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Goldspotted oak borer, destructive pest, discovered in Idyllwild forest

January 8, 2013 12:00:00 AM PST
A tiny bug is causing big problems for California's oak trees.

The goldspotted oak borer, a beetle several times smaller than a penny, has already killed more than 20,000 oak trees in San Diego County. Now the Idyllwild forest in Riverside County is facing a significant threat from the invasive pest.

Resident Jerry Holldber said the goldspotted oak borer has been found in only one tree so far, but it should be a concern for all of Southern California in light of the devastation caused by the pest in San Diego County.

"They're all dead, they're gone," he said about the trees. "Where you used to able to take your family and sit under a tree and picnic and have fun with the kids, those days are gone. It's just open, barren land now."

Officials said they don't think the bug flew to the Idyllwild area, but rather someone must have been brought it up on a piece of firewood from San Diego County. That's why they're urging people not to bring firewood.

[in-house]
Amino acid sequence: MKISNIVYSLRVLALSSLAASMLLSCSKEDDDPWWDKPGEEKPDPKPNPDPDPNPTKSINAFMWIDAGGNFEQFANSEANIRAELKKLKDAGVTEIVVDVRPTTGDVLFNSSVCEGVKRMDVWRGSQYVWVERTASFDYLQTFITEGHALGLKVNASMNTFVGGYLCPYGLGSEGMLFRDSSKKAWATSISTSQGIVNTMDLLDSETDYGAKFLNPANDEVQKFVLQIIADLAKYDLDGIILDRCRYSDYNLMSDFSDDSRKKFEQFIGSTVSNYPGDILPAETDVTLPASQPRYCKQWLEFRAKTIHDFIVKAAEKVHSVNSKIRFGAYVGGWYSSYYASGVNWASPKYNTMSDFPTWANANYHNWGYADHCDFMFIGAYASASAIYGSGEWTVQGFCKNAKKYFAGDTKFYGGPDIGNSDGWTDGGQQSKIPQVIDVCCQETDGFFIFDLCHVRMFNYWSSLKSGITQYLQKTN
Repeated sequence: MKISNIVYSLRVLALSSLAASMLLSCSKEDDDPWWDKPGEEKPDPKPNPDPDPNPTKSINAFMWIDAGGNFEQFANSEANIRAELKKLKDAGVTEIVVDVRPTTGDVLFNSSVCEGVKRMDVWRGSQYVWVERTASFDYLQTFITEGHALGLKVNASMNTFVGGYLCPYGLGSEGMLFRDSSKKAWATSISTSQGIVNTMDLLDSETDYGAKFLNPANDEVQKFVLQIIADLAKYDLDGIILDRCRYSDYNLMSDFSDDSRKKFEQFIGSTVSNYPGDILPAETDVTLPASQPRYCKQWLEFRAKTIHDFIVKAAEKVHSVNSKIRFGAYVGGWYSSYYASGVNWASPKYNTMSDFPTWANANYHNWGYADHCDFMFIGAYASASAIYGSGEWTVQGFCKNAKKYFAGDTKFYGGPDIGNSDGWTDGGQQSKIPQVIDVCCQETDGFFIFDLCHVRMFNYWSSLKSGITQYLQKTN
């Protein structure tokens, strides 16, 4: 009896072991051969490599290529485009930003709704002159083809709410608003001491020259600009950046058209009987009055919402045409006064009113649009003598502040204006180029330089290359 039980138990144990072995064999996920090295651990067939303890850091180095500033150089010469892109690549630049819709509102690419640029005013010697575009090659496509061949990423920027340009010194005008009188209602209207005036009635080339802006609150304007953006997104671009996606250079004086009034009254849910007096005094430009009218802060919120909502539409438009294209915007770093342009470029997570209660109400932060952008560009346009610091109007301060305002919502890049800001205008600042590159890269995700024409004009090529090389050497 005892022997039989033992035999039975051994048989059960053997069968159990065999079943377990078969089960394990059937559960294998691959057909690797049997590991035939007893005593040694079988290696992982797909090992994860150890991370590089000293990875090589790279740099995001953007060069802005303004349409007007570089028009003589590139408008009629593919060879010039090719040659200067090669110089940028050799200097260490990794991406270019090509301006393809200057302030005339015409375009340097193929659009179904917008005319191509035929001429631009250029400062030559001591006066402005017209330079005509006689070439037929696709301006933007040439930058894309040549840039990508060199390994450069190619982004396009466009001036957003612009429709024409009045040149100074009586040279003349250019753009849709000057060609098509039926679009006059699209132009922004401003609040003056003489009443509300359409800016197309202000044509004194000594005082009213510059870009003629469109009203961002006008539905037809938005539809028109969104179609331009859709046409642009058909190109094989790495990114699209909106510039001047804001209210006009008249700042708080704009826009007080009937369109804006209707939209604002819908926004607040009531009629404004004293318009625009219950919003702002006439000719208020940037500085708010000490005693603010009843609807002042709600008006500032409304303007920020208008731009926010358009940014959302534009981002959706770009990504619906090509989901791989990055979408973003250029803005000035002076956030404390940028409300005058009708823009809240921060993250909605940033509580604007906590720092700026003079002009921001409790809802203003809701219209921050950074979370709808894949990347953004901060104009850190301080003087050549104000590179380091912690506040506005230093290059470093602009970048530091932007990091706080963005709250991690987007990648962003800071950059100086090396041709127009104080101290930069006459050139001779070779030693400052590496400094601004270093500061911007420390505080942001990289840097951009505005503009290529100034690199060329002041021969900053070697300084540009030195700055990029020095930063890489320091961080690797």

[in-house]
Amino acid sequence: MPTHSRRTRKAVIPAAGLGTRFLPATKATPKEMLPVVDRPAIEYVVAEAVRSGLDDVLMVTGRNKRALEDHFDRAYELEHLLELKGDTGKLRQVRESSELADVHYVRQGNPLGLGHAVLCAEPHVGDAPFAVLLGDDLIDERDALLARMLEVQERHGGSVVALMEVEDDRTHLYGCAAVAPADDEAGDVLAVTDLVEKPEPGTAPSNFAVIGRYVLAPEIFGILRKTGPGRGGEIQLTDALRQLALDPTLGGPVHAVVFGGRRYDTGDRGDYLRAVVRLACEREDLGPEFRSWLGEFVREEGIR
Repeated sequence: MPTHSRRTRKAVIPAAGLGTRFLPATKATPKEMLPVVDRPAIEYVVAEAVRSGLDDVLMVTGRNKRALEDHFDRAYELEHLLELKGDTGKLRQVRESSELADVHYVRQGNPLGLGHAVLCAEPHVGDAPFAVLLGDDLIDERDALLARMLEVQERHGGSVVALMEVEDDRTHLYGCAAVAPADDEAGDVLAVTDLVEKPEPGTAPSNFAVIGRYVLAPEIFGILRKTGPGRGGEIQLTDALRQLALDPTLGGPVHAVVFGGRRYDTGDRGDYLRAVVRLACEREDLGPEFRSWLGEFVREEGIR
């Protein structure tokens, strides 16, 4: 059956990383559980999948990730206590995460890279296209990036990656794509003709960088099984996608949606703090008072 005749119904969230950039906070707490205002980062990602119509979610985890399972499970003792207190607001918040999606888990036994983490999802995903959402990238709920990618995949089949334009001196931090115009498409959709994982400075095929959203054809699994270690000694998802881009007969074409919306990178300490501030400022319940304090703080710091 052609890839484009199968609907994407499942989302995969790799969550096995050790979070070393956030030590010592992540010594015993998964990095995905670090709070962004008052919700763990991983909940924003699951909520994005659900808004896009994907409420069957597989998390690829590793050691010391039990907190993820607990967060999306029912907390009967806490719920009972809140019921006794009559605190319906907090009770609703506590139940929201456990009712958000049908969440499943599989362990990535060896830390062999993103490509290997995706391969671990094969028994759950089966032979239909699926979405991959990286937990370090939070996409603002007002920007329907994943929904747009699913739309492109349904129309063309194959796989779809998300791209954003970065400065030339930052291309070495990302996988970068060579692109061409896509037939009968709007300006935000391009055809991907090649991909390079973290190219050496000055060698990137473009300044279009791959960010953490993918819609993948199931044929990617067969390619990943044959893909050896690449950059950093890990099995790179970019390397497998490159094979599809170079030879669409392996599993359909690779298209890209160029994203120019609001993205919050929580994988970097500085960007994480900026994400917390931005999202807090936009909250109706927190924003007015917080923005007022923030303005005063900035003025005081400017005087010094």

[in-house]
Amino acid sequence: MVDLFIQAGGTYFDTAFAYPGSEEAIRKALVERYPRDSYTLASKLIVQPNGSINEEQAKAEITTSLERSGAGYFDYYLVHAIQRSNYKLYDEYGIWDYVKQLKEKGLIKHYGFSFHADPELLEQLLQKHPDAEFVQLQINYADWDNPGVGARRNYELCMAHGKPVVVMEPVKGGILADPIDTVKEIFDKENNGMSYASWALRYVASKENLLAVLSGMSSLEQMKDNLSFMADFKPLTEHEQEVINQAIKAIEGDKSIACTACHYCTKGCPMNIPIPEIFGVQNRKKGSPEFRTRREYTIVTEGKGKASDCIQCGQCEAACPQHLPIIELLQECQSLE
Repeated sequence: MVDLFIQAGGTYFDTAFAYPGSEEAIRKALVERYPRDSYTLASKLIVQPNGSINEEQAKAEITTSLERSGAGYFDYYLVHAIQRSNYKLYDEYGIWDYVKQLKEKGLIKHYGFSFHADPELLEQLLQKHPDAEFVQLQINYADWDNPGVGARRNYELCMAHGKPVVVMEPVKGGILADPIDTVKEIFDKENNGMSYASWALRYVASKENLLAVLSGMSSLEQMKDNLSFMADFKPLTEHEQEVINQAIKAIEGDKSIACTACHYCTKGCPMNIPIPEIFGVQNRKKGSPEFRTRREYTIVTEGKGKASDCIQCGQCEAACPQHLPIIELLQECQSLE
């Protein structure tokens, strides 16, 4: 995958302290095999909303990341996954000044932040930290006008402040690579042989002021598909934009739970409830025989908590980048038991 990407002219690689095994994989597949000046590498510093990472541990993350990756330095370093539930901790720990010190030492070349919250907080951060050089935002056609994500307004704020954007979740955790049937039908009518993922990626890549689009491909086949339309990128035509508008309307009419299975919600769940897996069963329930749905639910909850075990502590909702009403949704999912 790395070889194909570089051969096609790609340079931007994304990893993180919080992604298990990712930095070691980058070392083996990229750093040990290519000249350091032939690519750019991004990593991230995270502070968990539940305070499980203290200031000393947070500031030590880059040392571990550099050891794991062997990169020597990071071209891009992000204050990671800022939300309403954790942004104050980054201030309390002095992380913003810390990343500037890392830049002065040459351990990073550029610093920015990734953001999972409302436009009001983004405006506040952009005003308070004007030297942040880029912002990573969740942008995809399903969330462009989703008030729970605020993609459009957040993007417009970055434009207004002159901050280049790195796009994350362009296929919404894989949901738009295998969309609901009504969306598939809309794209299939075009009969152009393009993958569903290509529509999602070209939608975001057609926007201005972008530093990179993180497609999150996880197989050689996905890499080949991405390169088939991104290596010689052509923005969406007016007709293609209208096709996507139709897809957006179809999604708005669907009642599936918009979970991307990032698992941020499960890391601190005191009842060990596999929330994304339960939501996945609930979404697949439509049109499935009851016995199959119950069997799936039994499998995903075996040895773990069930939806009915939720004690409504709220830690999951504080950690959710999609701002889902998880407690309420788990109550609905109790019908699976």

In addition to that, Vanessa Lopez, an entomologist at the University of California at Riverside, is working on a project to bring in other insects from Arizona, insects that can hopefully act as predators to the goldspotted oak borer.

"What we're hoping to do is go to Arizon and find those insects that are specialized to only feed on goldspotted oak borer and they're efficient at controlling the population," Lopez said.

That project could take years, so in Idyllwild, residents are planning a town hall meeting to talk about other ways to stop the destructive pest. They say the oak trees in their community, and perhaps all of Southern California, depend on it.


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